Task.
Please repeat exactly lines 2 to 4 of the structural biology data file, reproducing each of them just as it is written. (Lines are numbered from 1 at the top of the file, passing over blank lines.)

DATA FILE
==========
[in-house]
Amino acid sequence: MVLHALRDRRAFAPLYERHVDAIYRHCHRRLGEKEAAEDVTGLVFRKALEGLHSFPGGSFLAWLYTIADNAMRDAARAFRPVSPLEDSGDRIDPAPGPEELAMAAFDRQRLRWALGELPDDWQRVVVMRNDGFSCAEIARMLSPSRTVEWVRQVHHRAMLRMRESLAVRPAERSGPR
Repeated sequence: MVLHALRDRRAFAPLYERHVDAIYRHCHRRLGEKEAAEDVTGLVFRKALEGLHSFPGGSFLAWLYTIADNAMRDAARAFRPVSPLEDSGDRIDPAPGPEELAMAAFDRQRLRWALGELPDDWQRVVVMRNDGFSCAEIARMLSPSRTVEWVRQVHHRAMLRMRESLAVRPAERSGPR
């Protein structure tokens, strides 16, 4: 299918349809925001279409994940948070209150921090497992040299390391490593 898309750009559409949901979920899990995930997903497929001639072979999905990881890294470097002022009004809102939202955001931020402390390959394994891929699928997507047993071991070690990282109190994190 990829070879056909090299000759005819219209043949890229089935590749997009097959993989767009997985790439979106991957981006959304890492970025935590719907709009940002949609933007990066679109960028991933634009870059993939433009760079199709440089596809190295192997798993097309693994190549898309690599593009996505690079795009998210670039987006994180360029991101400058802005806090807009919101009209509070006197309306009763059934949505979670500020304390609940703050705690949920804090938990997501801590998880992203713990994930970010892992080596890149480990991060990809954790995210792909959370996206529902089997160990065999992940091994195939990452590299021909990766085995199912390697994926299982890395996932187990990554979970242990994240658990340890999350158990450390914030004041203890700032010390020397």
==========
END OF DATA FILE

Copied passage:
Amino acid sequence: MVLHALRDRRAFAPLYERHVDAIYRHCHRRLGEKEAAEDVTGLVFRKALEGLHSFPGGSFLAWLYTIADNAMRDAARAFRPVSPLEDSGDRIDPAPGPEELAMAAFDRQRLRWALGELPDDWQRVVVMRNDGFSCAEIARMLSPSRTVEWVRQVHHRAMLRMRESLAVRPAERSGPR
Repeated sequence: MVLHALRDRRAFAPLYERHVDAIYRHCHRRLGEKEAAEDVTGLVFRKALEGLHSFPGGSFLAWLYTIADNAMRDAARAFRPVSPLEDSGDRIDPAPGPEELAMAAFDRQRLRWALGELPDDWQRVVVMRNDGFSCAEIARMLSPSRTVEWVRQVHHRAMLRMRESLAVRPAERSGPR
């Protein structure tokens, strides 16, 4: 299918349809925001279409994940948070209150921090497992040299390391490593 898309750009559409949901979920899990995930997903497929001639072979999905990881890294470097002022009004809102939202955001931020402390390959394994891929699928997507047993071991070690990282109190994190 990829070879056909090299000759005819219209043949890229089935590749997009097959993989767009997985790439979106991957981006959304890492970025935590719907709009940002949609933007990066679109960028991933634009870059993939433009760079199709440089596809190295192997798993097309693994190549898309690599593009996505690079795009998210670039987006994180360029991101400058802005806090807009919101009209509070006197309306009763059934949505979670500020304390609940703050705690949920804090938990997501801590998880992203713990994930970010892992080596890149480990991060990809954790995210792909959370996206529902089997160990065999992940091994195939990452590299021909990766085995199912390697994926299982890395996932187990990554979970242990994240658990340890999350158990450390914030004041203890700032010390020397």